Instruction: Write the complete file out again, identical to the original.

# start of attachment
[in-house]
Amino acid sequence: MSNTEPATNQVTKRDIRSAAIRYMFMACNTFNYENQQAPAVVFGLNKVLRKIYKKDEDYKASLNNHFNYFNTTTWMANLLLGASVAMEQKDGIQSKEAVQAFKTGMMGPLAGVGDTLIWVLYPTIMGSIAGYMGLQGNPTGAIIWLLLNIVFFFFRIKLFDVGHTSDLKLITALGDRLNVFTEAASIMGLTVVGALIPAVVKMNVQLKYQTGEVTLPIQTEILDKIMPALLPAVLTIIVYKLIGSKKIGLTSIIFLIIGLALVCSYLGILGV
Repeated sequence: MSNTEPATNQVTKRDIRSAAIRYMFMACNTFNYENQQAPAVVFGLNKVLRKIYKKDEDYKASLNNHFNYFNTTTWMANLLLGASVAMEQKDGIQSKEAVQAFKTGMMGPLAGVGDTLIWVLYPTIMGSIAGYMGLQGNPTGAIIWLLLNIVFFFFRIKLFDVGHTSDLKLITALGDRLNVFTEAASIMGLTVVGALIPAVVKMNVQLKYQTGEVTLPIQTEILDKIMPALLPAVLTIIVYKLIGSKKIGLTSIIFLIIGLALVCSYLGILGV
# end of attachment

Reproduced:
[in-house]
Amino acid sequence: MSNTEPATNQVTKRDIRSAAIRYMFMACNTFNYENQQAPAVVFGLNKVLRKIYKKDEDYKASLNNHFNYFNTTTWMANLLLGASVAMEQKDGIQSKEAVQAFKTGMMGPLAGVGDTLIWVLYPTIMGSIAGYMGLQGNPTGAIIWLLLNIVFFFFRIKLFDVGHTSDLKLITALGDRLNVFTEAASIMGLTVVGALIPAVVKMNVQLKYQTGEVTLPIQTEILDKIMPALLPAVLTIIVYKLIGSKKIGLTSIIFLIIGLALVCSYLGILGV
Repeated sequence: MSNTEPATNQVTKRDIRSAAIRYMFMACNTFNYENQQAPAVVFGLNKVLRKIYKKDEDYKASLNNHFNYFNTTTWMANLLLGASVAMEQKDGIQSKEAVQAFKTGMMGPLAGVGDTLIWVLYPTIMGSIAGYMGLQGNPTGAIIWLLLNIVFFFFRIKLFDVGHTSDLKLITALGDRLNVFTEAASIMGLTVVGALIPAVVKMNVQLKYQTGEVTLPIQTEILDKIMPALLPAVLTIIVYKLIGSKKIGLTSIIFLIIGLALVCSYLGILGV